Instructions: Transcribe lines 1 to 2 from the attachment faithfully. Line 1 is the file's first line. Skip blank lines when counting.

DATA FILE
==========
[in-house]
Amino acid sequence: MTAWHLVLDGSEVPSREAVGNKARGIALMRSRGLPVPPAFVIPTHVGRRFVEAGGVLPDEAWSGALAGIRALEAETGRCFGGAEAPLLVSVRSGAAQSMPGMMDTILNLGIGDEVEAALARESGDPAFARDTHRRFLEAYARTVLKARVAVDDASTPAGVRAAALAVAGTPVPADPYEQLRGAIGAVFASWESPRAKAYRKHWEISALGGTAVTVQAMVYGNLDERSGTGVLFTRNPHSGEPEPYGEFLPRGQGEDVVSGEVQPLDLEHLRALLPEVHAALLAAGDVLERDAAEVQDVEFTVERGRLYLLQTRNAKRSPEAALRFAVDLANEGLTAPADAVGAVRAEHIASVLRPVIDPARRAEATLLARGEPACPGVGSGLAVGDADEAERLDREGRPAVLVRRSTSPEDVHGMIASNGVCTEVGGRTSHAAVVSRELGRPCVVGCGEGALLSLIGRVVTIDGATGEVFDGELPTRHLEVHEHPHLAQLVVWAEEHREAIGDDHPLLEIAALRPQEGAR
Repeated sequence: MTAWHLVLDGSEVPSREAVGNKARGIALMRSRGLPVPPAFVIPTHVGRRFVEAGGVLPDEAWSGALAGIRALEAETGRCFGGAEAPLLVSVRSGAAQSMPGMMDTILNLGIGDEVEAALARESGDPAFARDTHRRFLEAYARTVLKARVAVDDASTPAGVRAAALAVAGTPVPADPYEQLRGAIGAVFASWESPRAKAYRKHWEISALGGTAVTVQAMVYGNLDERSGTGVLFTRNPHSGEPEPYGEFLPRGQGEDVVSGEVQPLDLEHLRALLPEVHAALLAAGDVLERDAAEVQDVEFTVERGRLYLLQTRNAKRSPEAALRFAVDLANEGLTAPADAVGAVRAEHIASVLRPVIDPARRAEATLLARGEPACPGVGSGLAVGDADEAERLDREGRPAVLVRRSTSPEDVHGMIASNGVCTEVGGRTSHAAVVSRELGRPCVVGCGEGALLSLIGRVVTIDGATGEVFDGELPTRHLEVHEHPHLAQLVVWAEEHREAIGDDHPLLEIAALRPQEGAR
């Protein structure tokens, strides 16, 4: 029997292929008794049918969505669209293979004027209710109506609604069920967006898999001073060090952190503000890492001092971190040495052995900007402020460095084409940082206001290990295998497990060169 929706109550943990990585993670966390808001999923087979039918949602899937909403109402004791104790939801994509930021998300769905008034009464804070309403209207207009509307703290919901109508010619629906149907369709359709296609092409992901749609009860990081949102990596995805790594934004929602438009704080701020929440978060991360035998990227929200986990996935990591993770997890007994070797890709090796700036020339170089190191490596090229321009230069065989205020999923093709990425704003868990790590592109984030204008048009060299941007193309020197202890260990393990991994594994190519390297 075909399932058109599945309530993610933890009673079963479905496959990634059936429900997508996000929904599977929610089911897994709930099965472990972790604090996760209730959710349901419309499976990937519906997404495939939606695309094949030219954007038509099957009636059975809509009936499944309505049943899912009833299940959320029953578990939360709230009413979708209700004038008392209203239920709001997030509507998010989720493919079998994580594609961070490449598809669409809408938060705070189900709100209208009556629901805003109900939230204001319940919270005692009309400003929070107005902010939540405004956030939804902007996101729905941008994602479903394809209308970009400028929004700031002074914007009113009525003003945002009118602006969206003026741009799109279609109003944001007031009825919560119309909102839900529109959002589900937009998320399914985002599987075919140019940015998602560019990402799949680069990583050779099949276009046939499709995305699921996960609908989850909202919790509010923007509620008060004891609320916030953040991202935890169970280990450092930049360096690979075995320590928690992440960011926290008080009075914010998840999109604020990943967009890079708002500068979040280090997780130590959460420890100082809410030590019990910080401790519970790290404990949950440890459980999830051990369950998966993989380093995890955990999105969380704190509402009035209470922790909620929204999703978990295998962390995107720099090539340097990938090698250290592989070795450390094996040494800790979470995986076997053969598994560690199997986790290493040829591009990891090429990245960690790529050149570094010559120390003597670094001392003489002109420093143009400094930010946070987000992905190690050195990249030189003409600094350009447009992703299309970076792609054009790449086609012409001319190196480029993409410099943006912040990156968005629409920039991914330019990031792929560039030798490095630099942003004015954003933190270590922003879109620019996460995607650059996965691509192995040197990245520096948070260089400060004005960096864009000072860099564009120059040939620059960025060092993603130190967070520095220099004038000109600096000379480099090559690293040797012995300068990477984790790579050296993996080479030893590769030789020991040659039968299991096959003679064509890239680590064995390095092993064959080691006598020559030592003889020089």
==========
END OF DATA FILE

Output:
[in-house]
Amino acid sequence: MTAWHLVLDGSEVPSREAVGNKARGIALMRSRGLPVPPAFVIPTHVGRRFVEAGGVLPDEAWSGALAGIRALEAETGRCFGGAEAPLLVSVRSGAAQSMPGMMDTILNLGIGDEVEAALARESGDPAFARDTHRRFLEAYARTVLKARVAVDDASTPAGVRAAALAVAGTPVPADPYEQLRGAIGAVFASWESPRAKAYRKHWEISALGGTAVTVQAMVYGNLDERSGTGVLFTRNPHSGEPEPYGEFLPRGQGEDVVSGEVQPLDLEHLRALLPEVHAALLAAGDVLERDAAEVQDVEFTVERGRLYLLQTRNAKRSPEAALRFAVDLANEGLTAPADAVGAVRAEHIASVLRPVIDPARRAEATLLARGEPACPGVGSGLAVGDADEAERLDREGRPAVLVRRSTSPEDVHGMIASNGVCTEVGGRTSHAAVVSRELGRPCVVGCGEGALLSLIGRVVTIDGATGEVFDGELPTRHLEVHEHPHLAQLVVWAEEHREAIGDDHPLLEIAALRPQEGAR